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Title: Identification and Culture of Primordial Germ Cells and Somatic Cells from Undifferentiated Embryonic Chick Gonads and Formation of Presumptive Embryoid Body Precursors
Authors: Chan, Adrienne
Keywords: Primordial germ cells (PGCs)
Embryonic chick
Embryoid bodies (EBs)
Embryonic stem cells (ES cells)
Gonadal cell culture
Stem cell marker
Leukemia inhibitory factor (LIF)
Fibroblast growth factor (FGF)
Click-iT EdU proliferation assay
Co-cultured with ovaries and testes
Issue Date: 14-Aug-2010
Abstract: Primordial germ cells (PGCs) are pluripotent stem cells and exist as embryonic precursors to germ cells in vivo. PGCs have been shown to differentiate into embryonic germ (EG) cells which can aggregate to form embryoid bodies (EBs) in vitro. EGs within EBs are capable of differentiating into a variety of cell types; thus EBs can be useful for generating large numbers of stem cells for regenerative medicine. The objectives of this study were to harvest and culture primordial germ cells from indifferent gonads of the embryonic domestic chick and assess factors affecting survival, proliferation, and development of gonadal cells (somatic and germ) in vitro. PGCs were identified based on size and staining with pluripotent stem cell markers. Formation of cell aggregates, presumptive EB precursors, was observed throughout all gonadal cultures in the presence of PGCs. Gonadal cultures treated with busulfan to eliminate PGCs had only limited aggregate formation. Cultures supplemented with fibroblast growth factor showed increased aggregate formation. Co-culture with embryonic testes or ovaries seemed to influence somatic cells surrounding aggregates. PGC-derived EGs were identified immunocytochemically within aggregates using pluripotent stem cell and germ cell markers (anti-SSEA1, anti-SSEA4, and anti-EMA1). In vitro culture conditions for dissociated embryonic gonad cells in this study may provide a basis for expanding embryonic germ cells and directing their development for germ stem cell development, in vitro gamete production, and other stem cell applications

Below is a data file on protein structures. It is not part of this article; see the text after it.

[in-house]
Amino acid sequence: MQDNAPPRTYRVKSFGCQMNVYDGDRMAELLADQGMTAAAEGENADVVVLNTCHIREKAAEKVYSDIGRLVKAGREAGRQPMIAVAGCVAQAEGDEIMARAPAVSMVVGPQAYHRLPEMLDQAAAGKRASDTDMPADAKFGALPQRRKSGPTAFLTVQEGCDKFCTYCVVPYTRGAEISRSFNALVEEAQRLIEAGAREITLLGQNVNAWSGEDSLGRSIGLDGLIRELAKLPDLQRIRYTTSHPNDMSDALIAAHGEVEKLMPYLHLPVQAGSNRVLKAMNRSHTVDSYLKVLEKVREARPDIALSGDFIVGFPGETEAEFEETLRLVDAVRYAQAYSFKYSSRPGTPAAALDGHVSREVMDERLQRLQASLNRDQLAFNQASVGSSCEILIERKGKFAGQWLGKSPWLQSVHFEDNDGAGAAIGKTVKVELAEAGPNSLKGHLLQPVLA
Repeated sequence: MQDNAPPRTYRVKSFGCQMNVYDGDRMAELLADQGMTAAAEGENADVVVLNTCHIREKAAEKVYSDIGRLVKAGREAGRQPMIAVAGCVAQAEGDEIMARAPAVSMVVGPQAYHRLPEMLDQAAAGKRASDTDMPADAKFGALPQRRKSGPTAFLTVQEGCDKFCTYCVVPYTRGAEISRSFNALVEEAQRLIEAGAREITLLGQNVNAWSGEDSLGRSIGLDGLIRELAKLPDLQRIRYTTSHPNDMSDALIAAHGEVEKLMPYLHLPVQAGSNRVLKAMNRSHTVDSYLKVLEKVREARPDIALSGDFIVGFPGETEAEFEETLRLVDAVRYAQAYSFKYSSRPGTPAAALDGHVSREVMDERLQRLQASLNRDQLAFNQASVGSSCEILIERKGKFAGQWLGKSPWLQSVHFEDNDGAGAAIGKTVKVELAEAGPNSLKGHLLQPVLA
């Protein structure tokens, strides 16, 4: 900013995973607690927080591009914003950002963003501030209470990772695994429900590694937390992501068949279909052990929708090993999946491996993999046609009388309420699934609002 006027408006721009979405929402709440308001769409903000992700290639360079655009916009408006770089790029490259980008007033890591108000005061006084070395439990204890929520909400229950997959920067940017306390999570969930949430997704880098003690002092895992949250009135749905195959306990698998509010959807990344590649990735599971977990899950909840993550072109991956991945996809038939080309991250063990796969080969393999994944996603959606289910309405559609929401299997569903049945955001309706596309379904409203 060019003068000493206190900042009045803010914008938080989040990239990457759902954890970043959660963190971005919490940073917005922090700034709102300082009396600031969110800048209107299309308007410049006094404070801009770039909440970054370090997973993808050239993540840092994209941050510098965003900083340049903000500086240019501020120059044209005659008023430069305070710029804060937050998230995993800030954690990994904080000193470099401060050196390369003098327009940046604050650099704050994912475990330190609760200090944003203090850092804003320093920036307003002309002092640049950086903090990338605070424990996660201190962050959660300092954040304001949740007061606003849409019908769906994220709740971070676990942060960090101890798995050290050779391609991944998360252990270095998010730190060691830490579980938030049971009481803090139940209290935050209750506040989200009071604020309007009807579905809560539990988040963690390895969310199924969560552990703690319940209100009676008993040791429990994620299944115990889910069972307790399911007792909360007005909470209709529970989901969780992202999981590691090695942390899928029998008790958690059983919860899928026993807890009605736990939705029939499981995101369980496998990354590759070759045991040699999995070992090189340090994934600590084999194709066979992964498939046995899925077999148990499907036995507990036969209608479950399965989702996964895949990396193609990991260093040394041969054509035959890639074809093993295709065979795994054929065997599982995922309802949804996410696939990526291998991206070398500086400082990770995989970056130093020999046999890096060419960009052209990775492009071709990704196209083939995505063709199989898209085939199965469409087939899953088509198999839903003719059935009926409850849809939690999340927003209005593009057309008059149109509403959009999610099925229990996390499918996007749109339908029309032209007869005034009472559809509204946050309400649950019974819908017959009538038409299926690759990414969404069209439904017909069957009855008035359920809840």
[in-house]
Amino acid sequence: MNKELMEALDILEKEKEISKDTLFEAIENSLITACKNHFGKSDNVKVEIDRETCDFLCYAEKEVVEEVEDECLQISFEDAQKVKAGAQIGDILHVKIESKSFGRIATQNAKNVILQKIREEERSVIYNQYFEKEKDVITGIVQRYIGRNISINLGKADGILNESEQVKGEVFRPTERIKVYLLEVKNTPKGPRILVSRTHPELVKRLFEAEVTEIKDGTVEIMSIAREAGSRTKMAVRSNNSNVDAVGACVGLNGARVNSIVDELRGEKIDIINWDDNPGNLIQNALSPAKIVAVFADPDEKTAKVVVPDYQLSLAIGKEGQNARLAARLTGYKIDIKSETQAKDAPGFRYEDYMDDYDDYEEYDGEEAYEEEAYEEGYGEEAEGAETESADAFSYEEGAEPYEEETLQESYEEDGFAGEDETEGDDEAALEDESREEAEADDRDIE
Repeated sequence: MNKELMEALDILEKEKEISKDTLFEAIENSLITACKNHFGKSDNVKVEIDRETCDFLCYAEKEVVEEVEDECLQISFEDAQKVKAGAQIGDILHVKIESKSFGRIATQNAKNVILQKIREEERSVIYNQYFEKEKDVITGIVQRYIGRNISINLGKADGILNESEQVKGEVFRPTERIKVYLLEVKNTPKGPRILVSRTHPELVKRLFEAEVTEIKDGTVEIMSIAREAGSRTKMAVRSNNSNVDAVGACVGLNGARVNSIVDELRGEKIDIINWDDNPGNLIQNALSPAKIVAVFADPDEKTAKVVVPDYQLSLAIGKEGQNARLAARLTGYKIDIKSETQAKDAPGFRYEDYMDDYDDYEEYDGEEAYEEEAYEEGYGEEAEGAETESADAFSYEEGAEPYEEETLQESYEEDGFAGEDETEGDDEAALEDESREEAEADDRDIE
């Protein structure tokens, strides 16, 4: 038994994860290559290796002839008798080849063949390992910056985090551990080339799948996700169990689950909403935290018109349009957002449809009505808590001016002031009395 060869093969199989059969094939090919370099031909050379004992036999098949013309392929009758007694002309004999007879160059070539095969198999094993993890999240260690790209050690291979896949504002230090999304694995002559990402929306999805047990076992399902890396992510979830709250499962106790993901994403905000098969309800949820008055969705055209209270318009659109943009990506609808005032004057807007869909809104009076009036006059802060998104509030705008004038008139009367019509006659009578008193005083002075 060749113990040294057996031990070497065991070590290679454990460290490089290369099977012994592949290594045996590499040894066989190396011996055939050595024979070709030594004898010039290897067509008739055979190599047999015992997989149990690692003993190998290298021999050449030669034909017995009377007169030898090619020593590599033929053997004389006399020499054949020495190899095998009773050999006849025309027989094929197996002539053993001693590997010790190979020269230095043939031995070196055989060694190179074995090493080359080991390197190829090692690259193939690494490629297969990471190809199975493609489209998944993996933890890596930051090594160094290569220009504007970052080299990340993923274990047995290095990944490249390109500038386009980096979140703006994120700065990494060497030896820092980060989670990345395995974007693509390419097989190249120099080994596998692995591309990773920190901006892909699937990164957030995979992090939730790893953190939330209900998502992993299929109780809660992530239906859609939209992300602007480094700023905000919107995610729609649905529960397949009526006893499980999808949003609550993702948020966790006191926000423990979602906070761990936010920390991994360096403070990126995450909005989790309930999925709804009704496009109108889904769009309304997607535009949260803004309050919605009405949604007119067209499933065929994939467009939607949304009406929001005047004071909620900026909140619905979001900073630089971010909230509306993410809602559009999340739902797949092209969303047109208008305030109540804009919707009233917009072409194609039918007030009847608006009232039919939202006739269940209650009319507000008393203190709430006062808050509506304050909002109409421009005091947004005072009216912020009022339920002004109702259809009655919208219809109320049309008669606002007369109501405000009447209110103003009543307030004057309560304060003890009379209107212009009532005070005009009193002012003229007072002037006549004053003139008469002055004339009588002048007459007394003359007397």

Appears in Collections:College of Agriculture and Life Sciences Honors Theses

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